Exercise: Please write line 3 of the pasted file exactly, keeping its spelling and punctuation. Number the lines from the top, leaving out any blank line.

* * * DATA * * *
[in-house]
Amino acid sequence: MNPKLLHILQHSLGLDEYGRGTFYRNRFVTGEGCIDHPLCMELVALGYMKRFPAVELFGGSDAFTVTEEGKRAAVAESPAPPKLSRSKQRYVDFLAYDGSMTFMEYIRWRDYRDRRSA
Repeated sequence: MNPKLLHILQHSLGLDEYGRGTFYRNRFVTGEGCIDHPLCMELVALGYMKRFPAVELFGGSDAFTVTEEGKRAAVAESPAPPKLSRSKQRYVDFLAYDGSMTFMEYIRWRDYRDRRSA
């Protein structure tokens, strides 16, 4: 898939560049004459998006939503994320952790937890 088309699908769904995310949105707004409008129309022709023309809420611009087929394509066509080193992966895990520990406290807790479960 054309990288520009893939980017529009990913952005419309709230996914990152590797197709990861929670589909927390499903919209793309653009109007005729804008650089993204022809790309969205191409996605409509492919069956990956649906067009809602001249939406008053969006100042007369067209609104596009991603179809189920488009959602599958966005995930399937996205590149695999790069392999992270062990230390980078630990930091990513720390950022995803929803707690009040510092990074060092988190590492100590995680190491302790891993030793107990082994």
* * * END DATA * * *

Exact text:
Repeated sequence: MNPKLLHILQHSLGLDEYGRGTFYRNRFVTGEGCIDHPLCMELVALGYMKRFPAVELFGGSDAFTVTEEGKRAAVAESPAPPKLSRSKQRYVDFLAYDGSMTFMEYIRWRDYRDRRSA